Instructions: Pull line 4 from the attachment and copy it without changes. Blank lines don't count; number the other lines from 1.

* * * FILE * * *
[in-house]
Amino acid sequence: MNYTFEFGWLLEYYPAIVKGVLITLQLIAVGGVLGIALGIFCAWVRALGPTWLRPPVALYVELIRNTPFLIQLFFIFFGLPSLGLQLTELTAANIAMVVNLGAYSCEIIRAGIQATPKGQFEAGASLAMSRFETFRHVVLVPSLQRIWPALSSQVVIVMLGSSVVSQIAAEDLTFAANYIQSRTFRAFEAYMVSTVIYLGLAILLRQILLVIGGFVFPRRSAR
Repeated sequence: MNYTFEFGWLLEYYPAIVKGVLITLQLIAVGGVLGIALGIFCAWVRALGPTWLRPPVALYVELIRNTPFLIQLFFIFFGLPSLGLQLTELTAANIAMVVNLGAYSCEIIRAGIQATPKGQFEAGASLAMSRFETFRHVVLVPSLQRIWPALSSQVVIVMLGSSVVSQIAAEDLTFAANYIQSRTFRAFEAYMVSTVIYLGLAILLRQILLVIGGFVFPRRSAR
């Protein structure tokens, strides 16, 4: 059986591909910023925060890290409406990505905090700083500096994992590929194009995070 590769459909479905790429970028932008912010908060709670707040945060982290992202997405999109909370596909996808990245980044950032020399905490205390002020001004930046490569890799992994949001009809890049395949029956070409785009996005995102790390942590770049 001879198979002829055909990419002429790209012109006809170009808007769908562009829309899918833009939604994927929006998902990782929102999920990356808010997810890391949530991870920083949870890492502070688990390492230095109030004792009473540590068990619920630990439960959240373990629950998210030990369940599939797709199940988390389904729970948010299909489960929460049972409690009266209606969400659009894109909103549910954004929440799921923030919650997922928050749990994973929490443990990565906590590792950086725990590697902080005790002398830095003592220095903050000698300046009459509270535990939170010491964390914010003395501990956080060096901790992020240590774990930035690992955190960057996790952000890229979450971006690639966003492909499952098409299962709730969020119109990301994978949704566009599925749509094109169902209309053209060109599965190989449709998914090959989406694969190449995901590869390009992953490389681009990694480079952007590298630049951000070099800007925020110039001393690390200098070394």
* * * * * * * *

């Protein structure tokens, strides 16, 4: 059986591909910023925060890290409406990505905090700083500096994992590929194009995070 590769459909479905790429970028932008912010908060709670707040945060982290992202997405999109909370596909996808990245980044950032020399905490205390002020001004930046490569890799992994949001009809890049395949029956070409785009996005995102790390942590770049 001879198979002829055909990419002429790209012109006809170009808007769908562009829309899918833009939604994927929006998902990782929102999920990356808010997810890391949530991870920083949870890492502070688990390492230095109030004792009473540590068990619920630990439960959240373990629950998210030990369940599939797709199940988390389904729970948010299909489960929460049972409690009266209606969400659009894109909103549910954004929440799921923030919650997922928050749990994973929490443990990565906590590792950086725990590697902080005790002398830095003592220095903050000698300046009459509270535990939170010491964390914010003395501990956080060096901790992020240590774990930035690992955190960057996790952000890229979450971006690639966003492909499952098409299962709730969020119109990301994978949704566009599925749509094109169902209309053209060109599965190989449709998914090959989406694969190449995901590869390009992953490389681009990694480079952007590298630049951000070099800007925020110039001393690390200098070394």